Elizabeth Lowe read from her translation of the Brazilian writer Regina Rheda, author of Ark without Noah, "The Bad Neighbor". There is a UT Press collection of her works, "First World, Third Class". She read from "Bestseller", with strong themes of globalization - ecofeminist, immigration, diaspora - wordplay. I loved this story, which was obnoxious, bitter, funny, disturbing, & surreal!
Liz Henry (me) - Elvira Hernandez and Carmen Berenguer. I read from my translations of "Carta de Viaje", "Bala humanitaria", "Moluska", "A media luz", and "Lengua osa verba". That was a lot of fun. I'm having a blast reading and translating Berenguer, who is bold and outrageous and untranslatable.
Graciela Lucero-Hammer read from her translation of Desnudos del alma, by Marisa Estelrich, who unfortunately could not be here - (Alicia Zavala Galvan read the Spanish). A funny and compelling story from the point of view of a woman who is very annoyed at the nosy manager of her apartment building...
Philip Metres, reading from Sergey Gandlevsky , "A Kindred Orphanhood". A poem inspired by folksongs learned in prison. How people come back from prison all around the world with new language. "A gutter lisping to itself .... a song about wasted life... I'm not particular... a swallow of alcohol is like a hot rose unfolding in your chest. " Wow!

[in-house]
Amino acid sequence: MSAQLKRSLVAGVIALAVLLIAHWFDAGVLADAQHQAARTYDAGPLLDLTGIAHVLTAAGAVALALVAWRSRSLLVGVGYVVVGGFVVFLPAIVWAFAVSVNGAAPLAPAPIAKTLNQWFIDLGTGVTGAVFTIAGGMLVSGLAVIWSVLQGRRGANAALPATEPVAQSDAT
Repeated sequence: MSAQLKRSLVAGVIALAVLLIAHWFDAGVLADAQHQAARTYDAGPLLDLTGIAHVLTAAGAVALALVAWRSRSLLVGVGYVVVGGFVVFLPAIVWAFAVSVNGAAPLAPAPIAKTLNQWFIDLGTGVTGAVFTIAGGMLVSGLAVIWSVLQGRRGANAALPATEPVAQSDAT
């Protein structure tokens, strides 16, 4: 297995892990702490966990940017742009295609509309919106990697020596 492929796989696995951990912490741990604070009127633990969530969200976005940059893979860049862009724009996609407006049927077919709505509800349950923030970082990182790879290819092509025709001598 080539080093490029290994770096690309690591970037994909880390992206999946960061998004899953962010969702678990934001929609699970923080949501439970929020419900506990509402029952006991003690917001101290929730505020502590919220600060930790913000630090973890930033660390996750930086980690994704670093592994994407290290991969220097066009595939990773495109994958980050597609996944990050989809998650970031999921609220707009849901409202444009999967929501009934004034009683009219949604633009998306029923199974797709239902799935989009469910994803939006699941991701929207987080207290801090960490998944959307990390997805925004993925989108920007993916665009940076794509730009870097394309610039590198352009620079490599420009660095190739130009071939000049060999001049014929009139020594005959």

Philip Metres also read several poems by Lev Rubenstein, "The postmodern Chekov." - "Catalogue of Comedic Novelties". A poem called "Here I am" :
"Here I am / there is no other/ this is the only /this is the only /there is no other / well if I'd known it was going to be like this...!" Radical and cool. Subtle ambiguities of everyday thoughts, distressing yet unavoidable uncertainties, strongly expressed. The sort of thing you can be thinking about without being able to stop - but unable to explain what it is that you're thinking. Poetry about exactly that.
Le Pham Le and Nancy Arbuthnot sang and read Le's beautiful poems. I think they were scheduled at a different time, so not a lot of people knew that they were performing at 5pm -- which was too bad because a lot of people were looking forward to hearing their work. Le improvises melodies to the poems. I don't know anything about the rules of the poetic form or of the melodic improvisation but it's clearly part of a long aesthetic tradition. I will just add a few links here for anyone who wants to pursue more information: Ca Dao Viet Nam: Vietnamese Folk Poetry by John Balaban; Versification of Vietnamese Riddles; Traditional Music of Vietnam: Art Songs, Poetry.